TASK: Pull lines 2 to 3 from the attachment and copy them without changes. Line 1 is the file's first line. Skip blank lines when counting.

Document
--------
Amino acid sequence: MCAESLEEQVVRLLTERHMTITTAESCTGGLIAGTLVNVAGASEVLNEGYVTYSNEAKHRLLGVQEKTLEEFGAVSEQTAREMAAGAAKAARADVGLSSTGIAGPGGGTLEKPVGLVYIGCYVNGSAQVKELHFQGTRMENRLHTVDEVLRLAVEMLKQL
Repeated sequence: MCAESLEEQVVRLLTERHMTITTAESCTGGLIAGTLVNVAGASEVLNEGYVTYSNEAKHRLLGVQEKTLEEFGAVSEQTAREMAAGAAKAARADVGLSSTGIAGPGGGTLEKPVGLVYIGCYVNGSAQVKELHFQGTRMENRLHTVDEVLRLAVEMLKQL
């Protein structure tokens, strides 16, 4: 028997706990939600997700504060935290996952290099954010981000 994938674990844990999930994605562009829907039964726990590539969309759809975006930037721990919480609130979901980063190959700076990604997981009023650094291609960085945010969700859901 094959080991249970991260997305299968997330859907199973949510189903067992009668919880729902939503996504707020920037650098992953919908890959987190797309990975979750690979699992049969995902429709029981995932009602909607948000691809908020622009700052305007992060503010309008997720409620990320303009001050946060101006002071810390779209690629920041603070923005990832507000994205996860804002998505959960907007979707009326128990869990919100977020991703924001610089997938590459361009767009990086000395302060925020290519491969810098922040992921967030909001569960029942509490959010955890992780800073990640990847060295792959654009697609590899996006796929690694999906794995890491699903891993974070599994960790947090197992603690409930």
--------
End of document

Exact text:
Repeated sequence: MCAESLEEQVVRLLTERHMTITTAESCTGGLIAGTLVNVAGASEVLNEGYVTYSNEAKHRLLGVQEKTLEEFGAVSEQTAREMAAGAAKAARADVGLSSTGIAGPGGGTLEKPVGLVYIGCYVNGSAQVKELHFQGTRMENRLHTVDEVLRLAVEMLKQL
């Protein structure tokens, strides 16, 4: 028997706990939600997700504060935290996952290099954010981000 994938674990844990999930994605562009829907039964726990590539969309759809975006930037721990919480609130979901980063190959700076990604997981009023650094291609960085945010969700859901 094959080991249970991260997305299968997330859907199973949510189903067992009668919880729902939503996504707020920037650098992953919908890959987190797309990975979750690979699992049969995902429709029981995932009602909607948000691809908020622009700052305007992060503010309008997720409620990320303009001050946060101006002071810390779209690629920041603070923005990832507000994205996860804002998505959960907007979707009326128990869990919100977020991703924001610089997938590459361009767009990086000395302060925020290519491969810098922040992921967030909001569960029942509490959010955890992780800073990640990847060295792959654009697609590899996006796929690694999906794995890491699903891993974070599994960790947090197992603690409930």